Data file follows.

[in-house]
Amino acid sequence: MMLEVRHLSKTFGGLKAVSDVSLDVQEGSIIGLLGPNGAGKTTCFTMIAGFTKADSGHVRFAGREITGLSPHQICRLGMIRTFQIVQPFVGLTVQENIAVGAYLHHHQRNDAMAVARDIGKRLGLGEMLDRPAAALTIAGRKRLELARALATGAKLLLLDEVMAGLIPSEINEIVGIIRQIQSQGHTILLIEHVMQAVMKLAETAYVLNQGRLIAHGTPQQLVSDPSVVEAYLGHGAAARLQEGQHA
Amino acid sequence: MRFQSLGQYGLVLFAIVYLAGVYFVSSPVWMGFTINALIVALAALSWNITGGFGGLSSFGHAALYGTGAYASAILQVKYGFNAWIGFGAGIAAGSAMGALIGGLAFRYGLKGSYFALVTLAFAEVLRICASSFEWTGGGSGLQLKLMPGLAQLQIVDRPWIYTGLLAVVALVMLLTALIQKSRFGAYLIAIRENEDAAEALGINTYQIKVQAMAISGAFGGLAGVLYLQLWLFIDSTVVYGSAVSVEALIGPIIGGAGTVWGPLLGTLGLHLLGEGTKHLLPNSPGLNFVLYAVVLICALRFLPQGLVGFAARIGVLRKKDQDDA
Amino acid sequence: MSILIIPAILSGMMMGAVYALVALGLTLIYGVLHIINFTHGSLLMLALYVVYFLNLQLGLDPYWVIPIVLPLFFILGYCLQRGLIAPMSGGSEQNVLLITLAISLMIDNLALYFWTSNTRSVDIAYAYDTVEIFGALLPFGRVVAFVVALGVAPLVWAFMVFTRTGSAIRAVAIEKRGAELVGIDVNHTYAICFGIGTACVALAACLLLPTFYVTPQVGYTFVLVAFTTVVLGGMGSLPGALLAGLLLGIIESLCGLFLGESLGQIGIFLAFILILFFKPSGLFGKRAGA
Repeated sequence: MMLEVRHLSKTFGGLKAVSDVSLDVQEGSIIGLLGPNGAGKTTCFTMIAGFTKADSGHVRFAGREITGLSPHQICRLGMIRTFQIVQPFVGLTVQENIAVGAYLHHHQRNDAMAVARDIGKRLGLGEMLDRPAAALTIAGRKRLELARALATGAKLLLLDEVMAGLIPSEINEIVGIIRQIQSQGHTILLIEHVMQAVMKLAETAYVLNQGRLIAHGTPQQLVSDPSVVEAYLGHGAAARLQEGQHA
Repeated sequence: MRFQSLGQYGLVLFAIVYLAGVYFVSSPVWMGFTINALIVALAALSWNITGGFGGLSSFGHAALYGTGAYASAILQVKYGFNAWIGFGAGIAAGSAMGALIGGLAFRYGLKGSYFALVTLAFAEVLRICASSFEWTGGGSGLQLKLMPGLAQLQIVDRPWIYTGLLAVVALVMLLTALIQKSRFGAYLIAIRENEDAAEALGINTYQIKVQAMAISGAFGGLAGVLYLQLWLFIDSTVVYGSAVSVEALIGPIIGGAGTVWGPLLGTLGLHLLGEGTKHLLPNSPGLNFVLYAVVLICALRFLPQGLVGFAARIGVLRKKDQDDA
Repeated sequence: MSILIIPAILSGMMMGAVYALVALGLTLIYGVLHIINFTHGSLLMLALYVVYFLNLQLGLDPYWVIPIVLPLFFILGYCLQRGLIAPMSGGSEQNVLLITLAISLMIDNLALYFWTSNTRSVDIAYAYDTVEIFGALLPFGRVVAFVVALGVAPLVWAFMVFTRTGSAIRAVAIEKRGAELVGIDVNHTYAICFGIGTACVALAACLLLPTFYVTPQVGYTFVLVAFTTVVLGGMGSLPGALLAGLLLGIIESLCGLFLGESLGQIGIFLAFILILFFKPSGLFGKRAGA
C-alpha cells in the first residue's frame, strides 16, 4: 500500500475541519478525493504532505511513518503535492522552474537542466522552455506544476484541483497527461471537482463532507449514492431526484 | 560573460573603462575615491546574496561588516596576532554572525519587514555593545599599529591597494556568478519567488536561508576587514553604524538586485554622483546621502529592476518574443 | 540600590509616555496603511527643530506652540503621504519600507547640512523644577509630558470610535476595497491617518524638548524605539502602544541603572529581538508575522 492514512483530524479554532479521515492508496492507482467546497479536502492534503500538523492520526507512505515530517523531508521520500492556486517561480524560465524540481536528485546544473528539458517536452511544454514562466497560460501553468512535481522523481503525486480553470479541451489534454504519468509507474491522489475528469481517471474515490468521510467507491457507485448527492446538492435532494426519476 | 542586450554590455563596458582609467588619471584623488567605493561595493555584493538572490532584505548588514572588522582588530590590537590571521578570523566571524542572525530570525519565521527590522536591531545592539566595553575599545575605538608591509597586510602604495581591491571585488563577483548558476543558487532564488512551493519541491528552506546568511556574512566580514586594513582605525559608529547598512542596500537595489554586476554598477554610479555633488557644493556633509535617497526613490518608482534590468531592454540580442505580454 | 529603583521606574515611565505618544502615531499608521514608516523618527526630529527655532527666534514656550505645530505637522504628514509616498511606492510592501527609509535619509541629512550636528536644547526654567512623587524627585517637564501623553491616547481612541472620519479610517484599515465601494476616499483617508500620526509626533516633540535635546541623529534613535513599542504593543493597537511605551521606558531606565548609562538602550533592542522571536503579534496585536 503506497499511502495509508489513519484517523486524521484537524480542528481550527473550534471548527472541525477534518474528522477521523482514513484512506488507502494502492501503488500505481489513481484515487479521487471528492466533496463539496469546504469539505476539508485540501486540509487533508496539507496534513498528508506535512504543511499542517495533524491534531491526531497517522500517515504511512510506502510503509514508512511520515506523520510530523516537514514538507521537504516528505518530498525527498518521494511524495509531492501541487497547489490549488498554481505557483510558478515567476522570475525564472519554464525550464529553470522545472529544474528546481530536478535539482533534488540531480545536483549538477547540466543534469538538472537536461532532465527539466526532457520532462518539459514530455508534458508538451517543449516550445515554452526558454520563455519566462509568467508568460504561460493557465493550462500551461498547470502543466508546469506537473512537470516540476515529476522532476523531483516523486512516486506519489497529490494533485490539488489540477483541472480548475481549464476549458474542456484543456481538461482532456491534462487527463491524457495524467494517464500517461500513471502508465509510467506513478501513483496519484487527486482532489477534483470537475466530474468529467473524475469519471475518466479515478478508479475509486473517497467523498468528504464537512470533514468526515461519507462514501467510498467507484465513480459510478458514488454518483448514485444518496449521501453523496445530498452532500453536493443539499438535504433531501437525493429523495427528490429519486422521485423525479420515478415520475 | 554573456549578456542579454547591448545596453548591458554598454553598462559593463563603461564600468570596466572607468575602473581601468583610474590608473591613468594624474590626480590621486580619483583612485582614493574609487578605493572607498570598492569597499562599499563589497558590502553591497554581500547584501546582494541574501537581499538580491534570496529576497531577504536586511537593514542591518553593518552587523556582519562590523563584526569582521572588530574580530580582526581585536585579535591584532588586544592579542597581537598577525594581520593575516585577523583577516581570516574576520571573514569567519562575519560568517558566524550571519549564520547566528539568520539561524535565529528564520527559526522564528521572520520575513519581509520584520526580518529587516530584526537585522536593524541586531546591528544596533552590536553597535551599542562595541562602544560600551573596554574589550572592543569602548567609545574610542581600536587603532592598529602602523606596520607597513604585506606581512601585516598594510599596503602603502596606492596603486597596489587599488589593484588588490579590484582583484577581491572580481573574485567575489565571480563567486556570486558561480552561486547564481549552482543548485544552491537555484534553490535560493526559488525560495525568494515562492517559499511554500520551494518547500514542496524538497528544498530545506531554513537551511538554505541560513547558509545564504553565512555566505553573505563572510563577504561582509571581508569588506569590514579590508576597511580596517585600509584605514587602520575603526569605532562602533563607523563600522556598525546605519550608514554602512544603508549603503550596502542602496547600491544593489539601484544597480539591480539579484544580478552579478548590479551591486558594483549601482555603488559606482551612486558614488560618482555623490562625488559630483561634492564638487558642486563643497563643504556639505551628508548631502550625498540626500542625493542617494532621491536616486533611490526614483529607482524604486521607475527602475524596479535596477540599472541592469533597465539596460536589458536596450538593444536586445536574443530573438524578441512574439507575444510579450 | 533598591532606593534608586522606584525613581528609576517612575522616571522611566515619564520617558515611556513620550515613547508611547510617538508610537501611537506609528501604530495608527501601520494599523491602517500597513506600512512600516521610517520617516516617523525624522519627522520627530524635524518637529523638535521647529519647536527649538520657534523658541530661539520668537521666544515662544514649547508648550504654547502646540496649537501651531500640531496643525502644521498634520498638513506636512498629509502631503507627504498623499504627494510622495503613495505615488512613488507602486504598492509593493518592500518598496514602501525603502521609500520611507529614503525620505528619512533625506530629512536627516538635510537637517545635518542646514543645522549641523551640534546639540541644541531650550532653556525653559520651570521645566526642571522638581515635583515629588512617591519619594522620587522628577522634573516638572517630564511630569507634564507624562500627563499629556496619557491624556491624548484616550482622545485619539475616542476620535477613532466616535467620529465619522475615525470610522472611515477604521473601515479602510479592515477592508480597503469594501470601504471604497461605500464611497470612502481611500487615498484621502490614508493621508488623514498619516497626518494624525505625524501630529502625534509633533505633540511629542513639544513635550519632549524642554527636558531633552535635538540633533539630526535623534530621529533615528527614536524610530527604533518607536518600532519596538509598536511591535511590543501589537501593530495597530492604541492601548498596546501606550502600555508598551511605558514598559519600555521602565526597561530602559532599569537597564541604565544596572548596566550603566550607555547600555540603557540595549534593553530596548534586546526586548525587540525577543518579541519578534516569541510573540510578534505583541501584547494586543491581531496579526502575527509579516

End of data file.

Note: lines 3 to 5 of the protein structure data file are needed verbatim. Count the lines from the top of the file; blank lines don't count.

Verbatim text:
Amino acid sequence: MRFQSLGQYGLVLFAIVYLAGVYFVSSPVWMGFTINALIVALAALSWNITGGFGGLSSFGHAALYGTGAYASAILQVKYGFNAWIGFGAGIAAGSAMGALIGGLAFRYGLKGSYFALVTLAFAEVLRICASSFEWTGGGSGLQLKLMPGLAQLQIVDRPWIYTGLLAVVALVMLLTALIQKSRFGAYLIAIRENEDAAEALGINTYQIKVQAMAISGAFGGLAGVLYLQLWLFIDSTVVYGSAVSVEALIGPIIGGAGTVWGPLLGTLGLHLLGEGTKHLLPNSPGLNFVLYAVVLICALRFLPQGLVGFAARIGVLRKKDQDDA
Amino acid sequence: MSILIIPAILSGMMMGAVYALVALGLTLIYGVLHIINFTHGSLLMLALYVVYFLNLQLGLDPYWVIPIVLPLFFILGYCLQRGLIAPMSGGSEQNVLLITLAISLMIDNLALYFWTSNTRSVDIAYAYDTVEIFGALLPFGRVVAFVVALGVAPLVWAFMVFTRTGSAIRAVAIEKRGAELVGIDVNHTYAICFGIGTACVALAACLLLPTFYVTPQVGYTFVLVAFTTVVLGGMGSLPGALLAGLLLGIIESLCGLFLGESLGQIGIFLAFILILFFKPSGLFGKRAGA
Repeated sequence: MMLEVRHLSKTFGGLKAVSDVSLDVQEGSIIGLLGPNGAGKTTCFTMIAGFTKADSGHVRFAGREITGLSPHQICRLGMIRTFQIVQPFVGLTVQENIAVGAYLHHHQRNDAMAVARDIGKRLGLGEMLDRPAAALTIAGRKRLELARALATGAKLLLLDEVMAGLIPSEINEIVGIIRQIQSQGHTILLIEHVMQAVMKLAETAYVLNQGRLIAHGTPQQLVSDPSVVEAYLGHGAAARLQEGQHA